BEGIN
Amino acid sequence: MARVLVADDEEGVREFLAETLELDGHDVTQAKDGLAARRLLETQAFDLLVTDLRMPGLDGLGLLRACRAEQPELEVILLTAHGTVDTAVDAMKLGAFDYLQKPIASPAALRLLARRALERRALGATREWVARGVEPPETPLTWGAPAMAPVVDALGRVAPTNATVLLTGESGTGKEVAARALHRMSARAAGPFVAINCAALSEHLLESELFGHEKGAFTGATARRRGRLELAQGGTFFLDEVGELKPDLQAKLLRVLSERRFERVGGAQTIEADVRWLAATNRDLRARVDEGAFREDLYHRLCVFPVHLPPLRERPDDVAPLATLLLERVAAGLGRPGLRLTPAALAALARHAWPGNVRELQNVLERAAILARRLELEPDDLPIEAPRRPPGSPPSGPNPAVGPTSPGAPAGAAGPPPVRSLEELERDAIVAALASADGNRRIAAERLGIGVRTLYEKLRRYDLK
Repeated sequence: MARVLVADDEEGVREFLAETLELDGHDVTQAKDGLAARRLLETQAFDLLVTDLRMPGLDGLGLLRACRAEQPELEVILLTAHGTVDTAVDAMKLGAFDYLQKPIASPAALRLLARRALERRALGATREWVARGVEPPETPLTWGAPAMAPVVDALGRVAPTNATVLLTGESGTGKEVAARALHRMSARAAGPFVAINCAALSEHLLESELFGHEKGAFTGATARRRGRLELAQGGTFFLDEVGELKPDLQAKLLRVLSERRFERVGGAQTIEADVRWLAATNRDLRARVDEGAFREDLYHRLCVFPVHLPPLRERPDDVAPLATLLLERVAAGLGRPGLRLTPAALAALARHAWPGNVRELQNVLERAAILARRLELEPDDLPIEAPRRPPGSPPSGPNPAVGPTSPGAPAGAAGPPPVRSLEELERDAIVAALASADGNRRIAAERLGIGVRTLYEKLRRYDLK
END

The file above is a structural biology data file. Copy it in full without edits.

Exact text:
Amino acid sequence: MARVLVADDEEGVREFLAETLELDGHDVTQAKDGLAARRLLETQAFDLLVTDLRMPGLDGLGLLRACRAEQPELEVILLTAHGTVDTAVDAMKLGAFDYLQKPIASPAALRLLARRALERRALGATREWVARGVEPPETPLTWGAPAMAPVVDALGRVAPTNATVLLTGESGTGKEVAARALHRMSARAAGPFVAINCAALSEHLLESELFGHEKGAFTGATARRRGRLELAQGGTFFLDEVGELKPDLQAKLLRVLSERRFERVGGAQTIEADVRWLAATNRDLRARVDEGAFREDLYHRLCVFPVHLPPLRERPDDVAPLATLLLERVAAGLGRPGLRLTPAALAALARHAWPGNVRELQNVLERAAILARRLELEPDDLPIEAPRRPPGSPPSGPNPAVGPTSPGAPAGAAGPPPVRSLEELERDAIVAALASADGNRRIAAERLGIGVRTLYEKLRRYDLK
Repeated sequence: MARVLVADDEEGVREFLAETLELDGHDVTQAKDGLAARRLLETQAFDLLVTDLRMPGLDGLGLLRACRAEQPELEVILLTAHGTVDTAVDAMKLGAFDYLQKPIASPAALRLLARRALERRALGATREWVARGVEPPETPLTWGAPAMAPVVDALGRVAPTNATVLLTGESGTGKEVAARALHRMSARAAGPFVAINCAALSEHLLESELFGHEKGAFTGATARRRGRLELAQGGTFFLDEVGELKPDLQAKLLRVLSERRFERVGGAQTIEADVRWLAATNRDLRARVDEGAFREDLYHRLCVFPVHLPPLRERPDDVAPLATLLLERVAAGLGRPGLRLTPAALAALARHAWPGNVRELQNVLERAAILARRLELEPDDLPIEAPRRPPGSPPSGPNPAVGPTSPGAPAGAAGPPPVRSLEELERDAIVAALASADGNRRIAAERLGIGVRTLYEKLRRYDLK